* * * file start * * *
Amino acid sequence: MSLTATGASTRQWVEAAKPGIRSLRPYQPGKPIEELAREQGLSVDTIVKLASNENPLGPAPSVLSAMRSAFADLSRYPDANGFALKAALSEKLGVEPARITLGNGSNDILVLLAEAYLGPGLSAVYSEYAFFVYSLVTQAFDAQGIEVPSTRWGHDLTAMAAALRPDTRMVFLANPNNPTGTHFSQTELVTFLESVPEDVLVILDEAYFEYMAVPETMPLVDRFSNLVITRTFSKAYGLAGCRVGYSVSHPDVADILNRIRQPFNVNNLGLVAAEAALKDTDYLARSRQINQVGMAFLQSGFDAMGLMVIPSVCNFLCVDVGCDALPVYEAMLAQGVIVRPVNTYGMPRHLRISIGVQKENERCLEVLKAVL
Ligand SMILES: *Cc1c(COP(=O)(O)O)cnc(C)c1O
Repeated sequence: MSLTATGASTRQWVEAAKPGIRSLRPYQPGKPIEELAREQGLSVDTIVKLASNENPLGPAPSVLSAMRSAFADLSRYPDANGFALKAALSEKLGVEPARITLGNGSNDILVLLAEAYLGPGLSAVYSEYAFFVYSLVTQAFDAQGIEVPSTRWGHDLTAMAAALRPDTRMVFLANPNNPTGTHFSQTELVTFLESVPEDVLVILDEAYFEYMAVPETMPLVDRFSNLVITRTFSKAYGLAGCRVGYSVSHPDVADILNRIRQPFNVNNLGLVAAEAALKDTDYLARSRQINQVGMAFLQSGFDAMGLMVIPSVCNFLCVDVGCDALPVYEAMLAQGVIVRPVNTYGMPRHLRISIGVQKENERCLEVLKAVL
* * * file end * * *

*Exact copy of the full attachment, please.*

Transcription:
Amino acid sequence: MSLTATGASTRQWVEAAKPGIRSLRPYQPGKPIEELAREQGLSVDTIVKLASNENPLGPAPSVLSAMRSAFADLSRYPDANGFALKAALSEKLGVEPARITLGNGSNDILVLLAEAYLGPGLSAVYSEYAFFVYSLVTQAFDAQGIEVPSTRWGHDLTAMAAALRPDTRMVFLANPNNPTGTHFSQTELVTFLESVPEDVLVILDEAYFEYMAVPETMPLVDRFSNLVITRTFSKAYGLAGCRVGYSVSHPDVADILNRIRQPFNVNNLGLVAAEAALKDTDYLARSRQINQVGMAFLQSGFDAMGLMVIPSVCNFLCVDVGCDALPVYEAMLAQGVIVRPVNTYGMPRHLRISIGVQKENERCLEVLKAVL
Ligand SMILES: *Cc1c(COP(=O)(O)O)cnc(C)c1O
Repeated sequence: MSLTATGASTRQWVEAAKPGIRSLRPYQPGKPIEELAREQGLSVDTIVKLASNENPLGPAPSVLSAMRSAFADLSRYPDANGFALKAALSEKLGVEPARITLGNGSNDILVLLAEAYLGPGLSAVYSEYAFFVYSLVTQAFDAQGIEVPSTRWGHDLTAMAAALRPDTRMVFLANPNNPTGTHFSQTELVTFLESVPEDVLVILDEAYFEYMAVPETMPLVDRFSNLVITRTFSKAYGLAGCRVGYSVSHPDVADILNRIRQPFNVNNLGLVAAEAALKDTDYLARSRQINQVGMAFLQSGFDAMGLMVIPSVCNFLCVDVGCDALPVYEAMLAQGVIVRPVNTYGMPRHLRISIGVQKENERCLEVLKAVL